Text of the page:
Following the press release announcement, we are happy to bring you our review of the set 21324 LEGO IDEAS 123 Sesame Street.
This set will be available for sale from 1 Nov 2020 at all LEGO stores for USD119.99
The box follows the recent black background colour scheme of sets targeted at adults though we are certain a big majority of kids will like this one as well. The playset which inclused two buildnigs and 6 minifigures are shown as viewed from the street with the residents of the neighbourhood around 123 Sesame Street going about their daily routine.
The back of the box shows of the play features and various details of the interior which we will get to in a little while
Contents of the box
1) A sticker sheet
2) One instruction manual
3) Bags numbered 1-6 (All numbers have two packs except number 4)
4) A loose pack of plates and long bricks
First impressions/Instruction Manual
We are more than happy that the team have managed to slot in some printed elements for this set especially the street sign
Here is a lineup more interesting printed pieces for this set (we think most of these are new and exclusive to this set especially the 123 on trans 1×2 brick, Sesame Street sign on 1×4 tile, 123 on 1×1 rounded edge tile, and Slimey print on the 1×1 heart tile.
The instruction manual is once again all in black, and unfortunately the background print on the building instruction phase also fully black, making it very hard to distinguish colours of some parts. We hope that they do go back to a grey-ish insert boxes for the building instructions soon.
The build will be of the two iconic buildings along Sesame Street including 123 Sesame Street and Hooper’s Store located at the bend of the road and the Arbor location between the two buildings. The buildings are open backed for ease of access to the details inside.
The first bag will allow the build of the base of the build and gives us a glimpse of the total footprint of the set. It also builds the open basement of the main 123 Sesame Street 2 storey brownstone type building. There is a spider on cobwebs that will be closed up after the build is finished, but will be otherwise visible from the half window from the street. The basement used to be where Bert & Ernie lived so we guess they had an location upgrade in the past decade or two and all that remains is the spider.
The second bag builds up the first storey of the building (which houses Elmo’s room) and the second storey. The third bag builds up the interior of Bert and Ernie’s room as well as the rooftop which houses Bert’s pigeons as well as a curious UFO build . Sesame Street buffs will no doubt be able to link this easter egg to a certain episode as we have no clue! Elmo’s room is furnished with his toy ball, train, toy rocket and not forgetting his pet goldfish. His room is quite sparse, likely as there needs to be a big empty space to cater for the big in-swinging green doors. We wonder when did Elmo move into this building as we seem to remember he lived elsewhere at first.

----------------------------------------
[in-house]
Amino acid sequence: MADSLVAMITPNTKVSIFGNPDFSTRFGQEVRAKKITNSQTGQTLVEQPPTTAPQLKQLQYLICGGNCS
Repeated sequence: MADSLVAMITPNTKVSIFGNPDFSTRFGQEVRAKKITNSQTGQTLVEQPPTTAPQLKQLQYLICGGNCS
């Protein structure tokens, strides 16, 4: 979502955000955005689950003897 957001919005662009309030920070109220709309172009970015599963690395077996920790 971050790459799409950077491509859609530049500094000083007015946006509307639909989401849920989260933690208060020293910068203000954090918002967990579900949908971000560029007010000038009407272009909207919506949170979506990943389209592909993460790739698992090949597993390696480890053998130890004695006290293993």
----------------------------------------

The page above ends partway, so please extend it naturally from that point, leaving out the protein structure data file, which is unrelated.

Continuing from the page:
Bert and Ernie’s room features their beds placed side by side, the classic mise-en-scene for bedtime conversations between them, which usually end up with Ernie laughing and going to sleep while Bert stays awake wide eyed with anger. Bert’s green chair and Ernie’s bathtub and rubber duckie are here too. There is also Bert’s proud bottle cap collection and paper clips which are curiously place on Ernie’s bed. We particularly like the table lamp where the shade is made of a white unprinted Minecraft minifig head! The beds and chairs can be easily detached from the room if you so wish.
The build continues by building Hooper’s Store and also Cookie’s apartment on top of it. Hooper’s store is very stocked up with provisions and has a very nice stickered store front, faithful to the set design and a quaint table and chair for you to enjoy the afternoon tea. Two strategically place 1×1 bricks with holes gives an option of extension if LEGO decides to extend the street next to Mr. Hooper’s store like the laundry or ice cream shop.
Cookie Monster’s apartment and surrounding environments including Big Bird’s Nest and also the interiors of all rooms and the lively exteriors are then built. The ejected VCR tape and Guy Smiley on the CRT TV brings back memories. The Count, while not included as a minifigure, is represented by a nicely framed picture and a bat right at the roof top placed strategically. Big Birds Nest seems to be less cramped than what we remember (missing some of the big fences) and it seems the Oscars trashcan has also moved from the right to the left of the house. Maybe there were some reshuffling and re-modelling in the past decade or so 🙂